Brazilian pediatrician Monica Levi, one of the volunteers who received the COVID-19 vaccine, works at the Specialized Clinic for Infectious and Parasitic Diseases and Immunizations (CEDIPI) in Sao Paulo, Brazil on July 24, 2020. The doctor is one of the 5,000 volunteers who took part in the phase 3 trials in Brazil – the last before homologation – of the ChAdOx1 nCoV-19 vaccine developed by Oxford University in cooperation with the British pharmaceutical company AstraZeneca.
Nelson Almeida | AFP | Getty Images
AstraZeneca shares turned negative Wednesday after a Brazilian health agency, Anvisa, said a volunteer died in its coronavirus vaccine study.
The Federal University of Sao Paulo, which helps coordinate late-stage studies in Brazil, separately stated that the volunteer was Brazilian, according to Reuters.
Shares in AstraZeneca, a leader in the Covid-19 vaccine race, gave up slight gains after the news broke. Shares fell around 1% in the early afternoon.
An AstraZeneca spokesman declined to comment on the volunteer, referring to "Medical Confidentiality and Clinical Trials Regulations".
The spokesperson added that "(a) all significant medical events are carefully assessed by investigators" and "(t) these assessments do not raise concerns about the continuation of the ongoing study".
In a statement, a spokesman for Oxford University, which is developing the vaccine with AstraZeneca, said that "there are no concerns about the safety of the clinical trial" following an assessment of the case in Brazil.
"The independent review in addition to the Brazilian regulator recommended that the process should continue," said Oxford spokesman Alexander Buxton.
Oxford did not provide any further details about the volunteer's death, and it is unclear whether the volunteer received the vaccine. According to the Johns Hopkins University, Brazil currently has the second deadliest outbreak in the world after the US, with at least 115,914 deaths.
A source familiar with the situation told Reuters that if the volunteer had been part of the group that received the shot, the trial would have been suspended.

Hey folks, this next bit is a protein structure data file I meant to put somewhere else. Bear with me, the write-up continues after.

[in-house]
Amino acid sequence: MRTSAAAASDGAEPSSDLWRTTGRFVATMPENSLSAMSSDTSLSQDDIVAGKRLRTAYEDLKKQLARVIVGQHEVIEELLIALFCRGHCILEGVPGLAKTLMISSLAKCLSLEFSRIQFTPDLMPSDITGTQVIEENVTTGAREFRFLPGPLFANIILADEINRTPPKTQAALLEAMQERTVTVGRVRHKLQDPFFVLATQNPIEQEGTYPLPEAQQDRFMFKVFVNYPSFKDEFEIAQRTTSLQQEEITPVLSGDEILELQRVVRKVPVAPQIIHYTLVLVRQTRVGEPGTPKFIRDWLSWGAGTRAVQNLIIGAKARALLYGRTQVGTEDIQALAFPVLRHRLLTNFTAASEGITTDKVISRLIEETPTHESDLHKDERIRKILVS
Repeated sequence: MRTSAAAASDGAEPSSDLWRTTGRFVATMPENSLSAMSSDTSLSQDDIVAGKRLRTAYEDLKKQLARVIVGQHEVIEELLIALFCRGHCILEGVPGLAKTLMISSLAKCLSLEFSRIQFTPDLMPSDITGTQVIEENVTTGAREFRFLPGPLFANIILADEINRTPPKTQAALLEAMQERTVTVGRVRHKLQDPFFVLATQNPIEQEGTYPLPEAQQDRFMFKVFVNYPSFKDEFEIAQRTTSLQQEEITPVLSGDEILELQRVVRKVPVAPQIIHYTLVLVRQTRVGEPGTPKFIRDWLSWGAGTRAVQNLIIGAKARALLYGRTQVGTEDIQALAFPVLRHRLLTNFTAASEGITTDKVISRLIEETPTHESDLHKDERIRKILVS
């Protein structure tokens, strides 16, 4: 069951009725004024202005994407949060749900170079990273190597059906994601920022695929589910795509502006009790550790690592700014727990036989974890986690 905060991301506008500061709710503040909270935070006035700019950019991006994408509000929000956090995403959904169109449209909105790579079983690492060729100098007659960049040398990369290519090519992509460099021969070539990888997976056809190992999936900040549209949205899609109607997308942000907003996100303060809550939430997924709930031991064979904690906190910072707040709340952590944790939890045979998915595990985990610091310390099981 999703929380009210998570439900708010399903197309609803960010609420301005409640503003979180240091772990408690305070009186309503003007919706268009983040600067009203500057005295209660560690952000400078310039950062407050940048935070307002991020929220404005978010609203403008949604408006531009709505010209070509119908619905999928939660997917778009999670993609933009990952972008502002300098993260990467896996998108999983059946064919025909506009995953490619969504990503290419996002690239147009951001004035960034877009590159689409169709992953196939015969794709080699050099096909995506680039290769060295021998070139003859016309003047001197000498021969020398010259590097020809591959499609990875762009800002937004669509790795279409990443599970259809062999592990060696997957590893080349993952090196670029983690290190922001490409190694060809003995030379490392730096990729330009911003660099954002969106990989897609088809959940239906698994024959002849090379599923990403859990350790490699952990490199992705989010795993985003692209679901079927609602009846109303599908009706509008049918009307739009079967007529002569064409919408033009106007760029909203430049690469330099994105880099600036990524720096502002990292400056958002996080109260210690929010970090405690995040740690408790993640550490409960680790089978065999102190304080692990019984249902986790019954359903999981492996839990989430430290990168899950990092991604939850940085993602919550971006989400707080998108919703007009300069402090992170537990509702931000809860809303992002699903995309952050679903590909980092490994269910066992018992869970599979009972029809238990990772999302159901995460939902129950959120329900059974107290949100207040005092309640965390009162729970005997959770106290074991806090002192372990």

The news comes as the Food and Drug Administration puts yet another late clinical trial from AstraZeneca in the US on hold. This means the company will not be able to give US participants second doses of its vaccine dose with two doses.
The company announced on Sept. 8 that its study had been suspended because of an unexplained disease in a patient in the UK. The patient is believed to have developed an inflammation of the spinal cord known as transverse myelitis. The process has since resumed in the UK and other countries.
The US is expected to resume the process as early as this week after the FDA completes its review, Reuters reported Tuesday, citing four anonymous sources.
AstraZeneca is one of four drug companies supported by the US in late-stage testing of a potential vaccine. AstraZeneca's vaccine, called AZD1222, uses genetic material from the coronavirus with a modified adenovirus.
In July, the company released data showing its vaccine produced a promising immune response in an early study and was well tolerated.
According to the researchers at the time, the vaccine did not cause any serious adverse events in volunteers. Fatigue and headaches are the most commonly reported side effects. Other common side effects were injection site pain, muscle pain, chills, and fever.